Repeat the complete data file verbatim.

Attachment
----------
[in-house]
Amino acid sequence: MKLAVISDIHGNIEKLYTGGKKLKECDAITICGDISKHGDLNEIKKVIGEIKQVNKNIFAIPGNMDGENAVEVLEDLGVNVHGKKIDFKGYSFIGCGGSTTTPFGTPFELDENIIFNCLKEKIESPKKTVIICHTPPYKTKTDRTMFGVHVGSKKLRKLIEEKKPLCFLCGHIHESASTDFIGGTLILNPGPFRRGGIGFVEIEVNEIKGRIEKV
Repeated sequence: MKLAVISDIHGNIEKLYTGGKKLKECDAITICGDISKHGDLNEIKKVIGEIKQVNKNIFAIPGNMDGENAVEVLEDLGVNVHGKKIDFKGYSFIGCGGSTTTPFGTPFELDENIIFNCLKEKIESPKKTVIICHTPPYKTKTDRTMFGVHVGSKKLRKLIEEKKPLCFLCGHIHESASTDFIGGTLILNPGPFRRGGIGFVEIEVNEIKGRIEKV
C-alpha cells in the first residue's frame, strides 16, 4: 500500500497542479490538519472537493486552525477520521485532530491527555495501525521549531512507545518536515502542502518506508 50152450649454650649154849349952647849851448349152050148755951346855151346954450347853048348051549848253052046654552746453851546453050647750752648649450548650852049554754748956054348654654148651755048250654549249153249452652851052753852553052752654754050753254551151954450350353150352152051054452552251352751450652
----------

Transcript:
[in-house]
Amino acid sequence: MKLAVISDIHGNIEKLYTGGKKLKECDAITICGDISKHGDLNEIKKVIGEIKQVNKNIFAIPGNMDGENAVEVLEDLGVNVHGKKIDFKGYSFIGCGGSTTTPFGTPFELDENIIFNCLKEKIESPKKTVIICHTPPYKTKTDRTMFGVHVGSKKLRKLIEEKKPLCFLCGHIHESASTDFIGGTLILNPGPFRRGGIGFVEIEVNEIKGRIEKV
Repeated sequence: MKLAVISDIHGNIEKLYTGGKKLKECDAITICGDISKHGDLNEIKKVIGEIKQVNKNIFAIPGNMDGENAVEVLEDLGVNVHGKKIDFKGYSFIGCGGSTTTPFGTPFELDENIIFNCLKEKIESPKKTVIICHTPPYKTKTDRTMFGVHVGSKKLRKLIEEKKPLCFLCGHIHESASTDFIGGTLILNPGPFRRGGIGFVEIEVNEIKGRIEKV
C-alpha cells in the first residue's frame, strides 16, 4: 500500500497542479490538519472537493486552525477520521485532530491527555495501525521549531512507545518536515502542502518506508 50152450649454650649154849349952647849851448349152050148755951346855151346954450347853048348051549848253052046654552746453851546453050647750752648649450548650852049554754748956054348654654148651755048250654549249153249452652851052753852553052752654754050753254551151954450350353150352152051054452552251352751450652